GameStop Sept. 6 reported a second-quarter (ended Aug. 4) net loss of $24.9 million, compared to a profit of $22.2 million during the previous-year period. Revenue was relatively flat at $1.64 billion.
The nation’s largest video game retailer attributed the loss in part to a one-stop tax charge regarding operations in France. Without the charge, GameStop’s adjusted net income for the second quarter was $4.7 million, compared to adjusted net income of $14.9 million in the prior-year quarter.
The company also confirmed that it continues to engage with third parties regarding a possible transaction as part of a comprehensive review of strategic and financial alternatives initiated by the company’s board of directors. The ongoing process includes a thorough evaluation of a full range of alternatives to enhance shareholder value.
“As our teams prepare for a busy and exciting holiday period, our board of directors, with the support of our financial and legal advisors, continues to conduct a comprehensive review of strategic and financial alternatives, including, but not limited to, a potential sale of the company,” Dan DeMatteo, executive chairman of the board, said in a statement.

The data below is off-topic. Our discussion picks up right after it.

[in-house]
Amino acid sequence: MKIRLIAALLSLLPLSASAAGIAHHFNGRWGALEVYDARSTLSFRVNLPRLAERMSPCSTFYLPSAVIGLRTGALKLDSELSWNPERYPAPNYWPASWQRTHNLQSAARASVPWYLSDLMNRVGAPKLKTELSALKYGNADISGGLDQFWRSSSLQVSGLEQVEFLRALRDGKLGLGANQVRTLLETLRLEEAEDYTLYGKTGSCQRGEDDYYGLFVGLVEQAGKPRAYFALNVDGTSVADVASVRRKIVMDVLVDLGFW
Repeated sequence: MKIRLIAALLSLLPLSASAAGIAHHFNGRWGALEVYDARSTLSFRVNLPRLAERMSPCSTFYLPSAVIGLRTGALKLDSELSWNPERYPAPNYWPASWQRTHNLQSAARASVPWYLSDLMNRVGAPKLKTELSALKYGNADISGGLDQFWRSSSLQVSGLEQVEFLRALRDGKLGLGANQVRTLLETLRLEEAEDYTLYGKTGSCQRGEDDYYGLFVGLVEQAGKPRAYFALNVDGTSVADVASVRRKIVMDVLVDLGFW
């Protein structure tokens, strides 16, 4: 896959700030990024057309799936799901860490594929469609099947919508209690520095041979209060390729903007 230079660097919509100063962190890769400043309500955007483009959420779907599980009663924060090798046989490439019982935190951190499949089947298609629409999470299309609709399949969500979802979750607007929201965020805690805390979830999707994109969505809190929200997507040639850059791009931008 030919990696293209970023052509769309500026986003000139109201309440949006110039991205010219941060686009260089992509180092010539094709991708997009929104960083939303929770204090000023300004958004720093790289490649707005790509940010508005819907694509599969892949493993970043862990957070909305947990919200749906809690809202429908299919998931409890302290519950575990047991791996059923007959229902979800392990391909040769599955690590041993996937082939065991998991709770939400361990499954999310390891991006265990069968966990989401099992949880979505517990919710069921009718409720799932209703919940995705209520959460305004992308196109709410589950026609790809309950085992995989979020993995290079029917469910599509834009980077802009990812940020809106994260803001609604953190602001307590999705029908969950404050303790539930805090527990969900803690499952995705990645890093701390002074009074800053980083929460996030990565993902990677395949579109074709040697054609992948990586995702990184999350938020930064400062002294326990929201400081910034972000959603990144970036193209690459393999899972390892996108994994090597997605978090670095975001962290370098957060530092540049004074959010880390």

GameStop said there could be no assurance that the board’s review will result in any sale of the company.
Meanwhile, collectibles sales increased 15.7% to $141.7 million, driven by continued expansion of licensed merchandise offerings, new and improved product offerings and notable growth in apparel.
Technology brands operating income increased 35.3% to $20.3 million compared to $15.0 million in the prior-year quarter, despite a 10.3% decline in sales to $168.9 million, primarily due to store closures relative to fiscal 2017.
New hardware sales increased 20.1%, driven by the launch of the Xbox One X and continued strong sales of the Nintendo Switch and PS4. New software sales decreased 18.5% primarily due to the lack of significant title launches during the quarter. Pre-owned sales declined 9.9%.